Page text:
“On the 13 inst. we had a man killed by falling out of the whim bucket in the whim shaft (winding shaft), he fell 72 feet and was killed immediately. … The whim bucket was coming up and he was rather late to get into it, when he laid hold of the edge of it with his fingers and was drawn up nearly to the top in that manner but was obliged to let go at last and fell to the bottom of the shaft. … He was a very able young man – this day we intended to carry him across the mountain to Castletown a distance of 7 miles to have him interred but the weather is so bad with a fall of sleet and snow that it was not possible. … We hope to do the last for him tomorrow.”

Coom Mine proved not to be a very productive mine. It had only produced 70 or 80 tons of ore when it closed in 1882.

In 1917 a further attempt to extract ore was made by Allihies Copper Mines Ltd. which proved fruitless.


Kealogue Mine                  Mianach Chaolóige


This was a very extensively worked mine which was opened in 1842. It is a continuation of the same fault as Caminches Mine. Over eighteen shafts were sunk along a 2,000 metre long by 25 metre wide north-northeast tending quartz vein.

There were at least four engine houses erected along this vein, only one of which has survived. This is known as Puxley’s, and housed a 50 inch steam engine brought from Cornwall in 1845. It was a pumping engine lifting water from the bottom of the mine 400 meters below. This water was discharged underground into a tunnel that leads from Puxley’s engine to the stream below the graveyard in the Village.

Spread over this site at the height of its operation was an extensive complex of buildings which included a timber yard and stables as well as ore dressing floors further down the road. The quartz sand that was left over after the dressing process when all the copper ore was extracted was washed down to Ballydonegan where it made the beach that we enjoy today.

Between 1861 and 1868 there was a lot of unrest amongst the workers resulting in three strikes over pay and conditions.

After Henry Puxley sold the mines in 1868, Kealogue Mine continued to be productive for the new owners, the Berehaven Mining Company, who extracted a further 1,473 tons of ore before its final closure in 1882.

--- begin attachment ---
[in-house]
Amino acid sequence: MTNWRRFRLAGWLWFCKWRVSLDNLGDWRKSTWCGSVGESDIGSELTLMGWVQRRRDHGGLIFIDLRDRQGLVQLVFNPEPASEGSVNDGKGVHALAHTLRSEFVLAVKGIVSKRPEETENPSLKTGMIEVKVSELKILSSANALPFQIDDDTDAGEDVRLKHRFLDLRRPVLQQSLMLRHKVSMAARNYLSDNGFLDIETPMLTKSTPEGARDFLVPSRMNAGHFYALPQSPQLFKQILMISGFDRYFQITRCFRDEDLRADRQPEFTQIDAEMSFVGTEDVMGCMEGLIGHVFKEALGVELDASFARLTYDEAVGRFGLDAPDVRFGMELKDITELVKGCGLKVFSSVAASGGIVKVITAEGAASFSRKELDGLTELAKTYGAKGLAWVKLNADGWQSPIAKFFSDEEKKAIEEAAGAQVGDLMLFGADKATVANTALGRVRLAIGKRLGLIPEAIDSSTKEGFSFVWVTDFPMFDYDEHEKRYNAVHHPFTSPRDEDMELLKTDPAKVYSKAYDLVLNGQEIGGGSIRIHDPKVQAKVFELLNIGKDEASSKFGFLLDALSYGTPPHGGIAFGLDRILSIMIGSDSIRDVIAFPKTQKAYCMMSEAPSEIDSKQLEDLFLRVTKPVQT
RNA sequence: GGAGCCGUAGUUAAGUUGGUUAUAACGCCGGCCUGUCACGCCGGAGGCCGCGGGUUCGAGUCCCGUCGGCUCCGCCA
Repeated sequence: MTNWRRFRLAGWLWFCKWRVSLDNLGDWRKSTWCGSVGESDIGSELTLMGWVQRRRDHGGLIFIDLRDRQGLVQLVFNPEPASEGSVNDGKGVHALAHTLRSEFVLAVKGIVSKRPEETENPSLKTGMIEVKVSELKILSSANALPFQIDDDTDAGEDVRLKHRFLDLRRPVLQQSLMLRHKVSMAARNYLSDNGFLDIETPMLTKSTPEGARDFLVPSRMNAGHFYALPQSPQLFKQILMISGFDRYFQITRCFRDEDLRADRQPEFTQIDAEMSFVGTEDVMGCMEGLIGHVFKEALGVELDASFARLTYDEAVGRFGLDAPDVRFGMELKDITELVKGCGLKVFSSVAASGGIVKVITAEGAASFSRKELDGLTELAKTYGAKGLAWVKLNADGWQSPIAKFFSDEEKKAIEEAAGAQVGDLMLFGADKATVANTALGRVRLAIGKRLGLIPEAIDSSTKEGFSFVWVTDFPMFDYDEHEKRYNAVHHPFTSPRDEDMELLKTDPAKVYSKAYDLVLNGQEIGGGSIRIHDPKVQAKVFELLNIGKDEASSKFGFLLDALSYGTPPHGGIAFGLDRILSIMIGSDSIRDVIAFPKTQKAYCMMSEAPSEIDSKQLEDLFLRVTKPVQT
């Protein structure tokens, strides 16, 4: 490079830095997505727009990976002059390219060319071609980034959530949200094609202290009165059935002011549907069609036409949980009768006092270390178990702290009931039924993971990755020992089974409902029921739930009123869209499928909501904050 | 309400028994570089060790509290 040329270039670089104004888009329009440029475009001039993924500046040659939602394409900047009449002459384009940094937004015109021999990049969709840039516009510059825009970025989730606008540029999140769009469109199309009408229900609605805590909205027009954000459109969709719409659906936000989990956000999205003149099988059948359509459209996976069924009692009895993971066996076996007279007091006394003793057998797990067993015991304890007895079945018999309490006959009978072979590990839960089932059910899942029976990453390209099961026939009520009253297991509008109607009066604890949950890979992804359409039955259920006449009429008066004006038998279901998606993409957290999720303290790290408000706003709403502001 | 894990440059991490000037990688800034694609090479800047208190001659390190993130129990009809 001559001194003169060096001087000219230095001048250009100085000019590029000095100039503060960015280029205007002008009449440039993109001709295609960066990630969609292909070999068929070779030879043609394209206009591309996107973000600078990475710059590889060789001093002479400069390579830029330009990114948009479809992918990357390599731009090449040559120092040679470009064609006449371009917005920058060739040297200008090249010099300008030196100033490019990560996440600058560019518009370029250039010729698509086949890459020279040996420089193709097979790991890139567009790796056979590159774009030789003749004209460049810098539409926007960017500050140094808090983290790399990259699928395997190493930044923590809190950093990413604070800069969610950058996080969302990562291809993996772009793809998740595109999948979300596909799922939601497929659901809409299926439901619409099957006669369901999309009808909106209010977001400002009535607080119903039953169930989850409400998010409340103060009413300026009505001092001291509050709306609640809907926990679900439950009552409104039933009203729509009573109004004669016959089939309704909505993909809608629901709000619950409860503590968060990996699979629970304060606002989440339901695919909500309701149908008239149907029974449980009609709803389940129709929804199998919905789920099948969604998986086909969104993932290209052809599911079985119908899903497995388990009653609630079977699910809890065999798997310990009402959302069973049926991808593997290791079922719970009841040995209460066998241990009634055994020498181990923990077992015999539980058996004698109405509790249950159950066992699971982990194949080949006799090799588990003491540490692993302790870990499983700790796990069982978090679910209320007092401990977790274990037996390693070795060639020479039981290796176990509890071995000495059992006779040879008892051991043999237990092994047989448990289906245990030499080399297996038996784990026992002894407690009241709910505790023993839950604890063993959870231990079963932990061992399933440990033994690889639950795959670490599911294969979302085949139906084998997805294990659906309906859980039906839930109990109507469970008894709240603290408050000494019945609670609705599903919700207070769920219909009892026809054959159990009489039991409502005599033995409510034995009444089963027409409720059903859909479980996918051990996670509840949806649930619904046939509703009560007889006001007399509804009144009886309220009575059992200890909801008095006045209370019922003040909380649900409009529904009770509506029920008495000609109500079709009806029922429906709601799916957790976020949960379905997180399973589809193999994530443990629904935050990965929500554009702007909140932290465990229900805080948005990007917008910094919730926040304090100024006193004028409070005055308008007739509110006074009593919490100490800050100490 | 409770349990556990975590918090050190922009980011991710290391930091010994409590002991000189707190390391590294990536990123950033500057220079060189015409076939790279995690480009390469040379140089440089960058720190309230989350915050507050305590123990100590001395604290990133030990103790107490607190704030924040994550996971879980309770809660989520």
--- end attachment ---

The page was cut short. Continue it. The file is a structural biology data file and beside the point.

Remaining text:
Mountain Mine            Minach Mór


The Mountain Mine copper vein was discovered in 1813. It started as an open cast mine, following the copper bearing quartz vein, as can be seen in the huge gaping holes in front. The Miners attacked the hard quartz with hammer, chisel and gun powder. In the early years the mining was completely reliant on manpower. Buckets with ore were man-handled from the Mountainminedepths and hand crushing and sorting took place at the surface just beside the open cast.  Women and children took a big part in this laborious and painstaking process, the evidence of which can be seen in the resulting rubble around the site here.

The first engine house was erected in 1830, evidence of which can be seen on our left. Known as the “North Engine”, its role was to pump water from the depths to enable deeper and deeper mining.

These engine houses, which were the key to the success of this vast mining enterprise, housed the magnificent steam engines which were developed in Wales and Cornwall to serve the mining industry all over the world.

The large engine house in front of us is the “Man Engine House” which was erected in 1862 to operate the newly invented system of lowering and lifting the miners to and from the mines. This engine house is very unique, being the only man engine house in Ireland and one of only a few surviving in the world. In 2004 the Mining Heritage Trust of Ireland undertook extensive and vital conservation work on this building.

Mountain mine was the most productive mine in Allihies and from its opening in 1813 was in continuous production until 1882 when the mine closed, having reached a depth of 421 meters below surface. Approximately 280 meters of this is below sea level.